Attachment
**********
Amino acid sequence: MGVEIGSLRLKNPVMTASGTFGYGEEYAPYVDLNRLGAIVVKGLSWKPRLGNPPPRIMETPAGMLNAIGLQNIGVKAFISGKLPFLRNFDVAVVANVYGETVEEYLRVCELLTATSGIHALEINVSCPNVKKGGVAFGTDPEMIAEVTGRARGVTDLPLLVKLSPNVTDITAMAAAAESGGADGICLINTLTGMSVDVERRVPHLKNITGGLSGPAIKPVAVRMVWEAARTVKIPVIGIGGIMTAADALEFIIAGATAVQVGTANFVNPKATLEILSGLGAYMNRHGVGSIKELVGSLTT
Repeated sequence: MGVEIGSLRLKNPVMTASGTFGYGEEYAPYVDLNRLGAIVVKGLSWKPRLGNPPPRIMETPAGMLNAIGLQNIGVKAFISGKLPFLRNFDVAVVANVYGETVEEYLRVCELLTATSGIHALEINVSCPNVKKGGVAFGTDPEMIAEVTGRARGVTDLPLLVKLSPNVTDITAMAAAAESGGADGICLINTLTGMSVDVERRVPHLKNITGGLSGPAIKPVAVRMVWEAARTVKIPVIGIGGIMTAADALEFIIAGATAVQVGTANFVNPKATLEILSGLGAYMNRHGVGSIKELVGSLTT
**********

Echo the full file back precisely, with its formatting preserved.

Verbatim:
Amino acid sequence: MGVEIGSLRLKNPVMTASGTFGYGEEYAPYVDLNRLGAIVVKGLSWKPRLGNPPPRIMETPAGMLNAIGLQNIGVKAFISGKLPFLRNFDVAVVANVYGETVEEYLRVCELLTATSGIHALEINVSCPNVKKGGVAFGTDPEMIAEVTGRARGVTDLPLLVKLSPNVTDITAMAAAAESGGADGICLINTLTGMSVDVERRVPHLKNITGGLSGPAIKPVAVRMVWEAARTVKIPVIGIGGIMTAADALEFIIAGATAVQVGTANFVNPKATLEILSGLGAYMNRHGVGSIKELVGSLTT
Repeated sequence: MGVEIGSLRLKNPVMTASGTFGYGEEYAPYVDLNRLGAIVVKGLSWKPRLGNPPPRIMETPAGMLNAIGLQNIGVKAFISGKLPFLRNFDVAVVANVYGETVEEYLRVCELLTATSGIHALEINVSCPNVKKGGVAFGTDPEMIAEVTGRARGVTDLPLLVKLSPNVTDITAMAAAAESGGADGICLINTLTGMSVDVERRVPHLKNITGGLSGPAIKPVAVRMVWEAARTVKIPVIGIGGIMTAADALEFIIAGATAVQVGTANFVNPKATLEILSGLGAYMNRHGVGSIKELVGSLTT